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It may be somewhat strange writing this in May, but, if you haven’t read the Charles Dickens classic, surely you have seen or heard one of the many adaptions of his book. With over one-hundred radio, television, big screen and other such media representations of A Christmas Carol, the timeless story of tight-fisted Ebenezer Scrooge ranks near the literary top of beloved story-telling.

Being swept away by the ghostly characters taking Scrooge on a journey through time, though, we tend to get caught up in the spooky side of the story and miss what Dickens may well have wanted his readers to see most.

Influenced by a disturbing childhood, he both loved and demonized his father, hence the two sides of Scrooge; and as an adult, he was grief-stricken by children living in poverty, thus Tiny Tim. Having walked both among the affluent and seen first-hand an appalling lot of poverty stricken children working in the Cornish tin mines, Dickens recognized a spiritual condition of the heart and not a social issue was at play, so enters into the story Marley’s ghost, and the ghosts of Christmases past, present, and future.

To Dickens, the suffering of the poor existed as a result of the miserly, those who chose to hold onto their blessed status turning a deaf ear to the silent cries of the less fortunate and needy. We need not look any further than our televisions where the advertisements of organizations like, “Feed the Children” testify to Dickens being right even today.

Was it an ironic twist of fate that resulted in Ebenezer’s transformation on Christmas day, a masterful piece of storytelling by Dickens, or was it a purposeful effort of the storyteller’s pen to point his audience to what he believed the cure for tight-fisted, hard-heartedness to be? I think the latter to be true; a spiritual issue necessitates a spiritual response.

As I revisit the book, I see in Scrooge a similarity between his character and the words of James 5:1-6 which read:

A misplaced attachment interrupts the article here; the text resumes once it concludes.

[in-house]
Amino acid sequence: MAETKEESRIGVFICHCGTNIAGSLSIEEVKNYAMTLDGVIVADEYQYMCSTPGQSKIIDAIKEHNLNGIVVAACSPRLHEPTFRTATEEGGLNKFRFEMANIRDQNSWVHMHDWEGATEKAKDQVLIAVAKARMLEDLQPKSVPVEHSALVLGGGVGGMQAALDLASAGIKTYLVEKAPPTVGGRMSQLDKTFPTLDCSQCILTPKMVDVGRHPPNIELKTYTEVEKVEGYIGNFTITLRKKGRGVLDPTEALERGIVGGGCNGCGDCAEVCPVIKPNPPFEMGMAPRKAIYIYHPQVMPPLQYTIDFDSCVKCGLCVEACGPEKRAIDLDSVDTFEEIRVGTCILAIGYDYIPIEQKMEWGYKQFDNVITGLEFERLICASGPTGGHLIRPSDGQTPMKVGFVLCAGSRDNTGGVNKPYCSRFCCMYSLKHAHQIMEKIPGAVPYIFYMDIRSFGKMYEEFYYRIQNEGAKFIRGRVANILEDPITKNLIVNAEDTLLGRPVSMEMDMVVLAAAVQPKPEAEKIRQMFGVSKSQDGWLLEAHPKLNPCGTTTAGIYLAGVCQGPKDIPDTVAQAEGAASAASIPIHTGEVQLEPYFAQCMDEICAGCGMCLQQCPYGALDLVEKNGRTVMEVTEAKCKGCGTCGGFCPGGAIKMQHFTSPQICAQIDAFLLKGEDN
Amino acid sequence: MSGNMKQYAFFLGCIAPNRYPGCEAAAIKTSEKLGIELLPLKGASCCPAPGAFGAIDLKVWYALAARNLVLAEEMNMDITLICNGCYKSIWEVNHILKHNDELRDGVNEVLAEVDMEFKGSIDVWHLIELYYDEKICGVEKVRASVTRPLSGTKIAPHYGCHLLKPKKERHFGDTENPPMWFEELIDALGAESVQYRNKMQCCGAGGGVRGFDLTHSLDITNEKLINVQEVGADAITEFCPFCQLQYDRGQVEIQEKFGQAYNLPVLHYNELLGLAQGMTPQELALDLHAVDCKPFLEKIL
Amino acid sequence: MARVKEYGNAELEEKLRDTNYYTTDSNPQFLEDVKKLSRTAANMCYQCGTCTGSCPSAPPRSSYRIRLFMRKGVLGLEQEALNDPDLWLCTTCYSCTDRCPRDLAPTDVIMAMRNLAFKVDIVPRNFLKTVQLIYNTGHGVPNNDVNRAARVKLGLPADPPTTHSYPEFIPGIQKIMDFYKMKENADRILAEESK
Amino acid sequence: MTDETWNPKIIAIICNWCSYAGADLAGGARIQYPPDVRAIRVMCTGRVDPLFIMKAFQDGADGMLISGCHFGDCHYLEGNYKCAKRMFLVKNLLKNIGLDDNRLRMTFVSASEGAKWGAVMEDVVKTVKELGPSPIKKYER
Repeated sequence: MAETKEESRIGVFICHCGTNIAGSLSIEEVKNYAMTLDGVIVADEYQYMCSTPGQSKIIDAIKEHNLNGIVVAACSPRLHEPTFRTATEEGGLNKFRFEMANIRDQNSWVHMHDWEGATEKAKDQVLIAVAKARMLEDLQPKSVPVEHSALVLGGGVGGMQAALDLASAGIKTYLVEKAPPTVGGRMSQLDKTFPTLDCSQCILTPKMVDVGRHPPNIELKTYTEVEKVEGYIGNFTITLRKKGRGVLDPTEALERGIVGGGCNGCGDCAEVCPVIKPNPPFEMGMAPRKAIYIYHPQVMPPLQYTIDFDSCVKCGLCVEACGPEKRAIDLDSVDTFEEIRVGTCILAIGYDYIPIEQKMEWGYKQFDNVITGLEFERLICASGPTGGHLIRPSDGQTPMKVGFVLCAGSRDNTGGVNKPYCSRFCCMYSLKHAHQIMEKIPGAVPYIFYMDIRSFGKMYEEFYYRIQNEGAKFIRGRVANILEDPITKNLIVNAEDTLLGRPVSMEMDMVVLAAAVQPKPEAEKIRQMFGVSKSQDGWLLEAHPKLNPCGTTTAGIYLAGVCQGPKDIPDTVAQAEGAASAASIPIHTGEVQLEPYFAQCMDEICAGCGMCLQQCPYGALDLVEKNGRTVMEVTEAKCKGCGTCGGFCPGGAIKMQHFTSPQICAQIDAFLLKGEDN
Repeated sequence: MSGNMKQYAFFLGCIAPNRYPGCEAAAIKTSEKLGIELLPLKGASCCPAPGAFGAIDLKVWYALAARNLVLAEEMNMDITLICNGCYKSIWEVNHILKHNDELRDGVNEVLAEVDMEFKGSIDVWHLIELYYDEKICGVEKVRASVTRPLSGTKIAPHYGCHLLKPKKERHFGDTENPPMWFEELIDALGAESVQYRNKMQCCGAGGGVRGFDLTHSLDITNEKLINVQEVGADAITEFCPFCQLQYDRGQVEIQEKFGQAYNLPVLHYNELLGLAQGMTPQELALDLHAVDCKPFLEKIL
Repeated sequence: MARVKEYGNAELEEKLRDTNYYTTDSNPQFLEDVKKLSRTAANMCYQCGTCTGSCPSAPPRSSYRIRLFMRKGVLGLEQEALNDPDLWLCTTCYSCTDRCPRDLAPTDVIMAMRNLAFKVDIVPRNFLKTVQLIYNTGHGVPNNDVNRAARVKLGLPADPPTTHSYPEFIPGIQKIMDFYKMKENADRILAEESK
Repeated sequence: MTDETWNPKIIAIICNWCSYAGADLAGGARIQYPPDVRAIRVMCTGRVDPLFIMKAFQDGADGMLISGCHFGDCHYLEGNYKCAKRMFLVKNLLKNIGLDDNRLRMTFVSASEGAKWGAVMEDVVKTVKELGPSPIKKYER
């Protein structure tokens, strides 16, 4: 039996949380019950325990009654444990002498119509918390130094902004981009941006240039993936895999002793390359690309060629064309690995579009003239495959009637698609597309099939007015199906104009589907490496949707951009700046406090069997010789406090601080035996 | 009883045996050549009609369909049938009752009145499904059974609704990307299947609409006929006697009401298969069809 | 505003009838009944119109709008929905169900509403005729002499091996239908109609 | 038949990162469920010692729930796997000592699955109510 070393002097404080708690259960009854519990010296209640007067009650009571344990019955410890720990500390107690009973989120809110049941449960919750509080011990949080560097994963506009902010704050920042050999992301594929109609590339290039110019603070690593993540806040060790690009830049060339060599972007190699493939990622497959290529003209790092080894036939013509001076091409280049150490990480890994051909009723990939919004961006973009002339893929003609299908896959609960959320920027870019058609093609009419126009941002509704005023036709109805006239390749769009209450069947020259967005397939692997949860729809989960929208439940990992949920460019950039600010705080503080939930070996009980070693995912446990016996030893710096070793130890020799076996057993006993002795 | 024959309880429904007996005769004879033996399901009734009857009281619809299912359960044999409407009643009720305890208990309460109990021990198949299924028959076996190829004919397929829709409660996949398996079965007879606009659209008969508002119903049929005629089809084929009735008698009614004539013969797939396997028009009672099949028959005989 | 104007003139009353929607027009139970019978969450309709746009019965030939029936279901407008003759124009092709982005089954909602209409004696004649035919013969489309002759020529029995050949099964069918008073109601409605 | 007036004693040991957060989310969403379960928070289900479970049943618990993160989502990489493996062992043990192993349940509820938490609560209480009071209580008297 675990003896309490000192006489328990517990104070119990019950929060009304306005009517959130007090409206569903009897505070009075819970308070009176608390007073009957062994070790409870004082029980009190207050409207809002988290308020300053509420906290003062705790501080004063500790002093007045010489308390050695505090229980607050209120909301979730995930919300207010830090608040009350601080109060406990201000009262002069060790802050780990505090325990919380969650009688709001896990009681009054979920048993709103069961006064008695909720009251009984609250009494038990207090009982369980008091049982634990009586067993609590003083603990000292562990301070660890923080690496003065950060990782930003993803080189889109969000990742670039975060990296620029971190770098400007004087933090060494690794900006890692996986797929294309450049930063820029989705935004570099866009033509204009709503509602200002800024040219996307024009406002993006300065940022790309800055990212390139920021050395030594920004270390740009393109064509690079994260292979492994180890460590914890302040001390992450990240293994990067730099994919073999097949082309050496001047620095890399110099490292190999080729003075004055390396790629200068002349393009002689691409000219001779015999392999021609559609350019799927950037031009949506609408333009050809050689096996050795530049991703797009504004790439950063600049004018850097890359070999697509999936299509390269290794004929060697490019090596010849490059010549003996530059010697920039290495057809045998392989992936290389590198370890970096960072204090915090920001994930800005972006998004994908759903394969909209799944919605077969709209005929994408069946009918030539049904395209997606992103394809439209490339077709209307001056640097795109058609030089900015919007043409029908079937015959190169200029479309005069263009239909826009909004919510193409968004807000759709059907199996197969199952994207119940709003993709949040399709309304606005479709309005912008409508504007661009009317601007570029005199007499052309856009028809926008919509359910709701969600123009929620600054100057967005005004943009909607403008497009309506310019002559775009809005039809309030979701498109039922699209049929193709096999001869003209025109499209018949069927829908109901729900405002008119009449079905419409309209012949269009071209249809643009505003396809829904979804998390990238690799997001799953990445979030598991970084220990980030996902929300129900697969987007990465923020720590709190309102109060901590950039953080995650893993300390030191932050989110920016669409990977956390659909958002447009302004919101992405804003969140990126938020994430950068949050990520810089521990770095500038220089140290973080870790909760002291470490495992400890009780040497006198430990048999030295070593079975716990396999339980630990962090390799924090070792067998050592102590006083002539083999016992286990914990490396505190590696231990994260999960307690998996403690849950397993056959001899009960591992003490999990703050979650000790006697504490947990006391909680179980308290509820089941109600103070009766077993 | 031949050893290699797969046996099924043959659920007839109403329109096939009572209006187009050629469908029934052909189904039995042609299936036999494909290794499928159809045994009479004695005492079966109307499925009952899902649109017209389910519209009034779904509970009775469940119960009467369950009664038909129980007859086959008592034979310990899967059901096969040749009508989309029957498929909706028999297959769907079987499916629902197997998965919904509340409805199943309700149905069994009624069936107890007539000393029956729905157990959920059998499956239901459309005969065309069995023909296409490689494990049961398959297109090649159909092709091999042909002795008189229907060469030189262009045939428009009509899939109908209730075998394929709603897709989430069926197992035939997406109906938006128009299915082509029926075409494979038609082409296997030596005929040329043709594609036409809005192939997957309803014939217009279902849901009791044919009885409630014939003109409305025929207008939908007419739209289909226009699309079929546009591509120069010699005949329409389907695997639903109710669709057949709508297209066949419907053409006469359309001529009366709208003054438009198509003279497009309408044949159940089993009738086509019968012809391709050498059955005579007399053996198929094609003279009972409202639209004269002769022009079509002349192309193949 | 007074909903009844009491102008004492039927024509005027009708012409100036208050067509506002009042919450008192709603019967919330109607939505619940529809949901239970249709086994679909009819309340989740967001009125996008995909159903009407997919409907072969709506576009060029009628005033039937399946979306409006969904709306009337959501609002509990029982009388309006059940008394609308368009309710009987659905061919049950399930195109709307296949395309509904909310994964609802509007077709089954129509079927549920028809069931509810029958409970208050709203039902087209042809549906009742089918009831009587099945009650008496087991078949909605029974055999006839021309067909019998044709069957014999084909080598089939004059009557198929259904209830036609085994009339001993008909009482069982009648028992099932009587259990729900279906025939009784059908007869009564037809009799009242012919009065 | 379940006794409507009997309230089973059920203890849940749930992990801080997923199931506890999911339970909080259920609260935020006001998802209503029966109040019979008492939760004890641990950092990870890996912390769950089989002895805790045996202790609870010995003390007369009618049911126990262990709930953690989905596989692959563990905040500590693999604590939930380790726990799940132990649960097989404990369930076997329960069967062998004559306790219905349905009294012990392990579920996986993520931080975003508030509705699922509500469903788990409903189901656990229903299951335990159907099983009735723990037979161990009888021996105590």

“Look here, you rich people: Weep and groan with anguish because of all the terrible troubles ahead of you. Your wealth is rotting away, and your fine clothes are moth-eaten rags. Your gold and silver are corroded. The very wealth you were counting on will eat away your flesh like fire. This corroded treasure you have hoarded will testify against you on the day of judgment. For listen! Hear the cries of the field workers whom you have cheated of their pay. The cries of those who harvest your fields have reached the ears of the LORD of Heaven’s Armies. You have spent your years on earth in luxury, satisfying your every desire. You have fattened yourselves for the day of slaughter. You have condemned and killed innocent people, who do not resist you” (NLT).

The bottom line is this, Jesus told us in Luke 12:48, “When someone has been given much, much will be required in return; and when someone has been entrusted with much, even more will be required” (NLT). As was pointed out by Pastor Randy Wade of the Community Life Church in this past Sunday’s sermon from James 5, those of you reading this today are among the wealthy elite when placed on a global scale. We are to the world’s majority what Bill Gates is to us. Knowing this to be true, as followers of Christ we should be faithful to invest in the work of the gospel on the behalf of others as others invested in the work of the gospel on our behalf; for “To those who use well what they are given, even more will be given, and they will have an abundance. But from those who do nothing, even what little they have will be taken away” (Matthew 25:29 NLT).

Might you see yourself somewhere between the pages of Dickens’ “A Christmas Carol”? After that Scrooge had a spiritual awakening, he woke up on Christmas morning with a new heart and attitude towards giving that changed not only his life and that of the Cratchit family but an entire town. There is so much joy to be found in giving, so much good that when we surrender all to Christ and allow the Holy Spirit to work his magic in our life, we find ourselves happily joining in with Tiny Tim saying, “God bless us, every one!”


Inspired by Pastor Randy Wade of the Community Life Church of Forney, Texas. To view or listen to this sermon, go to clifec.com and click the play button.